1. Our development director wants to encourage a major donor to give to our scholarship programme by promising a match – we will ringfence $1 of reserves for every $1 given up to an agreed amount. I’ve explained to our development director that we cannot create restricted reserves from unrestricted reserves but I’m concerned that if he makes a promise to the donor then those reserves would effectively be restricted. Setting aside whether the ask is a compelling one, what would our obligation be in terms of honouring a match once promised?

    1. I get what your development director is trying to do, but it can create a conflict. A charity cannot legally restrict unrestricted funds it is already in possession of. Only donors can restrict funds. Now, you could offer to allocate a dollar-for-dollar match out of general funds, but it still doesn’t legally restrict it. It does, however, create an awkward obligation to honor the pitch, even though the charity must retain the right to spend those matched funds in other ways, if needed. Matched funds cannot be moved into the restricted category of assets, no matter what was promised. My suggestion is find another way to incentivize your donor!

  2. Our fund development officer keeps restricting all our contributions based on conversations she has had with funders. She doesn’t have documentation but says the donor “expects” of “assumes” we will use funds a certain way. She says the donor will be offended to be asked to put their request in writing. How do I classify the funds with no documentation? Also, she says community foundation funds received are automatically restricted to that community use, even though there is again no documentation on restriction.

    1. That’s a tough question. For the most part, there are no set rules on what constitutes notice of restriction. While it is obviously best for that to be in writing by the donor, verbal agreements are legally valid. In the case of a verbal restriction, notes should be made in the records as to the nature of the restriction. As to the community foundation, I would have to know more about the restrictions inherent in their grantmaking to give insight there.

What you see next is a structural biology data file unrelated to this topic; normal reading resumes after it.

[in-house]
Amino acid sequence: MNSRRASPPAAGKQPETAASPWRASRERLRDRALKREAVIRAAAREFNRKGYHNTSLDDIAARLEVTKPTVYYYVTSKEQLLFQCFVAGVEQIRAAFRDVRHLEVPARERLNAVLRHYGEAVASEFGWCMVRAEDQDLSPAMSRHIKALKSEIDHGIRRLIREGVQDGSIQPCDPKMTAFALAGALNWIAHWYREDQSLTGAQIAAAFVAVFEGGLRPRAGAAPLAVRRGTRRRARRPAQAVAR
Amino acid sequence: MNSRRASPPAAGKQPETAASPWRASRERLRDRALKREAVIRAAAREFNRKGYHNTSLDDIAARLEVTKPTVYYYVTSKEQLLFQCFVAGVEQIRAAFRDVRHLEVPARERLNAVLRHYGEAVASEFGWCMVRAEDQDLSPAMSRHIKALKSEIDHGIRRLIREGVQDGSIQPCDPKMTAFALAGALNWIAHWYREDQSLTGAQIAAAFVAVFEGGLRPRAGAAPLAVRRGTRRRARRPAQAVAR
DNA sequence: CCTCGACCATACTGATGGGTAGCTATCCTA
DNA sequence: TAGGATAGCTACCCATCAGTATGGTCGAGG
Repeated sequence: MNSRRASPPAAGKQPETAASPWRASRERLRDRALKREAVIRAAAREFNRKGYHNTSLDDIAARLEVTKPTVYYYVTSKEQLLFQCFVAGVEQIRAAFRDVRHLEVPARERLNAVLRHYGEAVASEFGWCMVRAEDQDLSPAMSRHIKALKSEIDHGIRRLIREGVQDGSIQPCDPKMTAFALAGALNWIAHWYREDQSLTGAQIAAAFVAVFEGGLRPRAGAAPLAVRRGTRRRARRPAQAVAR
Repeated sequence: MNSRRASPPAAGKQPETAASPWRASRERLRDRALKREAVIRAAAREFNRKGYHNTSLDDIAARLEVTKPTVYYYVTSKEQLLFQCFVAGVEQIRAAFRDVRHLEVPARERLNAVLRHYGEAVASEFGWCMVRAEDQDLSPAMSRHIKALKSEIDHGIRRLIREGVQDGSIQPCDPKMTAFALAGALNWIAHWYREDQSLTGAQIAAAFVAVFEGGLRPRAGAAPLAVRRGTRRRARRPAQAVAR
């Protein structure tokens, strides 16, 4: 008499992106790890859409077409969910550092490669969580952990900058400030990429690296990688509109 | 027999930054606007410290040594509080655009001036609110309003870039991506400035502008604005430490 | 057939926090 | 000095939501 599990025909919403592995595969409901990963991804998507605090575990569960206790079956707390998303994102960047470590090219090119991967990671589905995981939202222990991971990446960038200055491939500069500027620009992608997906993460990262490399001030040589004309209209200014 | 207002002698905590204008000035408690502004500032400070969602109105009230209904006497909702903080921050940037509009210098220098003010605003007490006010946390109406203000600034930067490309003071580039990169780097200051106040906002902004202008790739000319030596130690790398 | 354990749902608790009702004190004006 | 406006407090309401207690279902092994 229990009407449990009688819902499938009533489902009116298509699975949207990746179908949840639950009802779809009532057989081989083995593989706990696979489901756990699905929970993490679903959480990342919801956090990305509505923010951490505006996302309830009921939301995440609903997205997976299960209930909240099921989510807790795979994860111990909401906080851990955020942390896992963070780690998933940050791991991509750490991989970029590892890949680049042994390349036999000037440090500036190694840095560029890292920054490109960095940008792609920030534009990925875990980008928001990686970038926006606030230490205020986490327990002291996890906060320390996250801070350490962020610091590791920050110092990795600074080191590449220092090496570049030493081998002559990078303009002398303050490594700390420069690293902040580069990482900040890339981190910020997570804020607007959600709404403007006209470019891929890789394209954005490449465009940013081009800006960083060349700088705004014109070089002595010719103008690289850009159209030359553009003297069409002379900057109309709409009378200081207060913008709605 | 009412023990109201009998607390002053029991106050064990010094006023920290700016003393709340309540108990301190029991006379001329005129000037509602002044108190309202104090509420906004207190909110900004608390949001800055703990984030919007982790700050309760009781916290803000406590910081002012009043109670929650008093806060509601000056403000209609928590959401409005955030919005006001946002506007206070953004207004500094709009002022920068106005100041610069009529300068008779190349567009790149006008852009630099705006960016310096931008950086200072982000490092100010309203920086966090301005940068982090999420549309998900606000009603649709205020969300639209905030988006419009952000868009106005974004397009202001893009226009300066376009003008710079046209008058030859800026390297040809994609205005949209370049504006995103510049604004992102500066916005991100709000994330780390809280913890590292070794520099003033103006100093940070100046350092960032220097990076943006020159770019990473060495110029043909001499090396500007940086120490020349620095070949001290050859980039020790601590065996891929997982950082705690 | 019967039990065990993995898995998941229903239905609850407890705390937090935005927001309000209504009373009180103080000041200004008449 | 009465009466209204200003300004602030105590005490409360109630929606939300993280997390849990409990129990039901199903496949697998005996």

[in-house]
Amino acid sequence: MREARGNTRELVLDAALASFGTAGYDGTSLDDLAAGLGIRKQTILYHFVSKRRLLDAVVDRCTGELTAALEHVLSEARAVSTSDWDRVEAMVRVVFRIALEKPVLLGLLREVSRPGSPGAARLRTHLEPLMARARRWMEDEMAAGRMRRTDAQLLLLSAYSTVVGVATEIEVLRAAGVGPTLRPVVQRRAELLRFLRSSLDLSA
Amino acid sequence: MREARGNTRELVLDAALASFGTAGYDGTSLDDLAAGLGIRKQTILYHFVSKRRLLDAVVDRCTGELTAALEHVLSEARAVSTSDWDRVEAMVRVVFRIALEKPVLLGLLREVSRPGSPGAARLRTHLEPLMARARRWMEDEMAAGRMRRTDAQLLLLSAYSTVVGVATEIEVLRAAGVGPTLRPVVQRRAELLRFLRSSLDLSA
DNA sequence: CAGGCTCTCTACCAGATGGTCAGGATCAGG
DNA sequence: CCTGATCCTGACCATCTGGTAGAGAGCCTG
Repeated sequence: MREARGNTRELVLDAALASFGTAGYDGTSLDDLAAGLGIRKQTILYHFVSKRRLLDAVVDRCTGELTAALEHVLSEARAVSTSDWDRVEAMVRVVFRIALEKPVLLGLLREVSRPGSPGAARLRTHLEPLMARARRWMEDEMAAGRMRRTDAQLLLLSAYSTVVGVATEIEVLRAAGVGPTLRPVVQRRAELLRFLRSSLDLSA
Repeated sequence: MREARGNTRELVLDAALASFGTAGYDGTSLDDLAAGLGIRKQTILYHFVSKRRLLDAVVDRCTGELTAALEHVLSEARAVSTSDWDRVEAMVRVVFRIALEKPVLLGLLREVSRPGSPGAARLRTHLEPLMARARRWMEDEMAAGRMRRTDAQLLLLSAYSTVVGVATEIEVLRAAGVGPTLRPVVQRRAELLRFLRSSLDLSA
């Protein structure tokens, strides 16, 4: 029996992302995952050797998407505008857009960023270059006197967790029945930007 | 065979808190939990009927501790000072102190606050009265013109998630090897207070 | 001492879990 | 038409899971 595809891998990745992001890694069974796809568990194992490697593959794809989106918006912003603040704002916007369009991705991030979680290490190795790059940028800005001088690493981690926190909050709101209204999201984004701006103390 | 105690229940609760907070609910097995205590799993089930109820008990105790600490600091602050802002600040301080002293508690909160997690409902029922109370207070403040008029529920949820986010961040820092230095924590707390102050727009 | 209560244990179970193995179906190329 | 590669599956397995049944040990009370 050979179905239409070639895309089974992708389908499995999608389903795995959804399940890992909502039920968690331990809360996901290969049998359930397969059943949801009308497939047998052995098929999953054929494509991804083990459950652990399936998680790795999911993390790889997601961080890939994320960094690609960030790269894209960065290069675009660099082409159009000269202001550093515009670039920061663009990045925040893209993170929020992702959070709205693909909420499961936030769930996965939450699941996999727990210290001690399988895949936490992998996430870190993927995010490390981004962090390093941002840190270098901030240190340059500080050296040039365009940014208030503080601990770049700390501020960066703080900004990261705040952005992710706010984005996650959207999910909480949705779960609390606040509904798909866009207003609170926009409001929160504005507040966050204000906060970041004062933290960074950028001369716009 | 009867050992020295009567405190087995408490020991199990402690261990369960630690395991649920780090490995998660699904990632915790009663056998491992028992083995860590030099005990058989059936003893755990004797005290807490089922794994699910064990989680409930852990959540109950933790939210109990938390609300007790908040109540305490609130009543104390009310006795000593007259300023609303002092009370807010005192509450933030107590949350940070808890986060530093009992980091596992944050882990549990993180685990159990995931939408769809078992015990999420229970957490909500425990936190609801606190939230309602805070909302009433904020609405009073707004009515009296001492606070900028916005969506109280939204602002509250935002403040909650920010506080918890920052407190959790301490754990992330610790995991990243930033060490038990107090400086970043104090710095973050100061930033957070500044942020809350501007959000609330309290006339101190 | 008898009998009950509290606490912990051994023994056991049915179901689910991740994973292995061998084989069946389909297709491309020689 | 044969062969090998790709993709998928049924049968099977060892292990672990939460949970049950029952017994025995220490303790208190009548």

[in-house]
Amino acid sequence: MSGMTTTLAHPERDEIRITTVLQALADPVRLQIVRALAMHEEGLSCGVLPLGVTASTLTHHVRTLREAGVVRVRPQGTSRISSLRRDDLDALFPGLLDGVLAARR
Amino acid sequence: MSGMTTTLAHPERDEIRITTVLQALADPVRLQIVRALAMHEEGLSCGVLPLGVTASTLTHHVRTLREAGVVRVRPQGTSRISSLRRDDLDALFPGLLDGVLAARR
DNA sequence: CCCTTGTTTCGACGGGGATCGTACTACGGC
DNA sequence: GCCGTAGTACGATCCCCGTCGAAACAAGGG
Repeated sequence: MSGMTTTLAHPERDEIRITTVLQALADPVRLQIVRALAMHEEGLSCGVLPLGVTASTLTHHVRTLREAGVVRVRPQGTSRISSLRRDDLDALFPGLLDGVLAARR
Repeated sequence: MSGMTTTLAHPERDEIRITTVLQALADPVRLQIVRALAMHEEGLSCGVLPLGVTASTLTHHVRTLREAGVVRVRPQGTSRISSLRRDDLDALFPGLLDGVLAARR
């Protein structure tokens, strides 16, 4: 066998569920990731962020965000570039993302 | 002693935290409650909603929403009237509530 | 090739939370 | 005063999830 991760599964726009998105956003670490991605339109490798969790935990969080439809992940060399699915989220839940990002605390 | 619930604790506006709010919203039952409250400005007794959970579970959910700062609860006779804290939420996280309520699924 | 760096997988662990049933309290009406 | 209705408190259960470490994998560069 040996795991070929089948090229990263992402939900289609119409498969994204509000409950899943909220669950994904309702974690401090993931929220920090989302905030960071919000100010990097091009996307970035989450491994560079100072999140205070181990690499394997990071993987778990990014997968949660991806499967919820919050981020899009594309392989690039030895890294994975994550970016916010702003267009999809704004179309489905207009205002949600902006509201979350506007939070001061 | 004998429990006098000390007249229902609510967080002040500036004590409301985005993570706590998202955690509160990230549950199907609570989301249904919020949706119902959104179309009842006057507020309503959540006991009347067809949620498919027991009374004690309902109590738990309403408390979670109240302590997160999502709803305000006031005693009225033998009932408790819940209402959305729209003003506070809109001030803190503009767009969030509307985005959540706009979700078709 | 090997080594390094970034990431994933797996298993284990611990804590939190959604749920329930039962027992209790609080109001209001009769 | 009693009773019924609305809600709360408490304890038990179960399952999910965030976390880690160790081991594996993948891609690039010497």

A good way to address this situation is to draft a gift receipt policy that outlines criteria for receiving donations, including what constitutes a restriction. Following a board approved standard operating procedure (SOP) will eliminate what now feels a little ad hoc. Good luck with it!

  3. Our non-profit collected funds for a specific project last year. There was no language to detail how those funds would be used beyond “support our effort”. Now that the project is over and the need is fulfilled, we still have over $10k in the account. Can this legally be used to retroactively rent space in our building, where the project used rooms for storage? Or tool improvements for the areas that were most taxed by the project? How much flexibility is there when there was no clear definition of how the funds would be used to support the project?

    1. You should have some pretty decent flexibility. As long as the use of the funds is within the overall expenditures needed to fully support the initiative, then you should be fine…especially since it sounds like you were pretty broad in describing the program on the front end. If in doubt, you can always go back to your donors and request input as to your intended expenditure. It doesn’t sound like that will be necessary, however.

  4. If a donor has given a non-profit an unrestricted donation, can the donor subsequently state that it should be rested ? Does the non-profit have to honor that request ? If so, and they do honor it, is the contribution now classified as “With Donor Restrictions” ? or would that be considered a “Board Designation” ?

    1. I’m not sure what you mean by “rested”. But under your scenario, if a donor gives an unrestricted gift, then comes back and requests that it be allocated to a specific purpose, it totally up the organization whether or not to honor the request. If they do…and for good donor relations, it may be necessary…I would argue that it is a board designation and that the donor should be informed of that. I think it also depends somewhat on how much time has gone by. If the donor comes back the next day, it’s a lot easier to make the restricted argument than it would be if they came back the next month. It’s frankly a gray area, but I would err on the side of original intent.

  5. The article is quite helpful. Thank you.
    I want clarity on this. My institution experience in recent times is that the donors informed us of having some funding available to fund projects and activities to help achieve certain development objectives either at national or subnational levels. We identify projects and request approvals from the donor. Once approved, we spend accordingly. This kind of funding qualifies under which category, restricted or unrestricted?